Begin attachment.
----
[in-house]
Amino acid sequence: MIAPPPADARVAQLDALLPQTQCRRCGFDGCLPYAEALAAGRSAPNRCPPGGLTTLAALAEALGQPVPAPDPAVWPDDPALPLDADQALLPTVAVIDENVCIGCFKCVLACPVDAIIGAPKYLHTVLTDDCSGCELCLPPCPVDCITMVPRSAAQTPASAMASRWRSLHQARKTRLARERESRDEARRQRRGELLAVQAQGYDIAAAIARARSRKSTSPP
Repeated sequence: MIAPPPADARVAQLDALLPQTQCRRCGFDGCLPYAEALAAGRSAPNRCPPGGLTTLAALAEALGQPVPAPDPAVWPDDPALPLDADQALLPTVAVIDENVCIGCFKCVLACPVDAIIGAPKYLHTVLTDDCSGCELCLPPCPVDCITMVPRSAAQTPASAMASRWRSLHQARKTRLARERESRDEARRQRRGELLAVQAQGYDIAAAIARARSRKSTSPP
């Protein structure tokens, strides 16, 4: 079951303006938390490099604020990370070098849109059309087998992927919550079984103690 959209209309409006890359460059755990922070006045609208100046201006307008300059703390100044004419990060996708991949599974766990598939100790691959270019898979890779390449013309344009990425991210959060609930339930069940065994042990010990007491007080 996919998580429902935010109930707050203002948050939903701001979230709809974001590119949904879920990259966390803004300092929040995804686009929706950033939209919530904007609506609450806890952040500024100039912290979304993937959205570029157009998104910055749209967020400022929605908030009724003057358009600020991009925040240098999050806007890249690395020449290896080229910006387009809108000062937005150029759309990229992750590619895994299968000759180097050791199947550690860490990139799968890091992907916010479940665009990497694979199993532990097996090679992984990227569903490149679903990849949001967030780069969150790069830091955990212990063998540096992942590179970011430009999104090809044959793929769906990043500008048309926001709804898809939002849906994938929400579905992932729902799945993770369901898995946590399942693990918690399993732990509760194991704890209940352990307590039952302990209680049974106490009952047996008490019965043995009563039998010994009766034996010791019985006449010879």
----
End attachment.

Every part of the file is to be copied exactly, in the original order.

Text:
[in-house]
Amino acid sequence: MIAPPPADARVAQLDALLPQTQCRRCGFDGCLPYAEALAAGRSAPNRCPPGGLTTLAALAEALGQPVPAPDPAVWPDDPALPLDADQALLPTVAVIDENVCIGCFKCVLACPVDAIIGAPKYLHTVLTDDCSGCELCLPPCPVDCITMVPRSAAQTPASAMASRWRSLHQARKTRLARERESRDEARRQRRGELLAVQAQGYDIAAAIARARSRKSTSPP
Repeated sequence: MIAPPPADARVAQLDALLPQTQCRRCGFDGCLPYAEALAAGRSAPNRCPPGGLTTLAALAEALGQPVPAPDPAVWPDDPALPLDADQALLPTVAVIDENVCIGCFKCVLACPVDAIIGAPKYLHTVLTDDCSGCELCLPPCPVDCITMVPRSAAQTPASAMASRWRSLHQARKTRLARERESRDEARRQRRGELLAVQAQGYDIAAAIARARSRKSTSPP
């Protein structure tokens, strides 16, 4: 079951303006938390490099604020990370070098849109059309087998992927919550079984103690 959209209309409006890359460059755990922070006045609208100046201006307008300059703390100044004419990060996708991949599974766990598939100790691959270019898979890779390449013309344009990425991210959060609930339930069940065994042990010990007491007080 996919998580429902935010109930707050203002948050939903701001979230709809974001590119949904879920990259966390803004300092929040995804686009929706950033939209919530904007609506609450806890952040500024100039912290979304993937959205570029157009998104910055749209967020400022929605908030009724003057358009600020991009925040240098999050806007890249690395020449290896080229910006387009809108000062937005150029759309990229992750590619895994299968000759180097050791199947550690860490990139799968890091992907916010479940665009990497694979199993532990097996090679992984990227569903490149679903990849949001967030780069969150790069830091955990212990063998540096992942590179970011430009999104090809044959793929769906990043500008048309926001709804898809939002849906994938929400579905992932729902799945993770369901898995946590399942693990918690399993732990509760194991704890209940352990307590039952302990209680049974106490009952047996008490019965043995009563039998010994009766034996010791019985006449010879």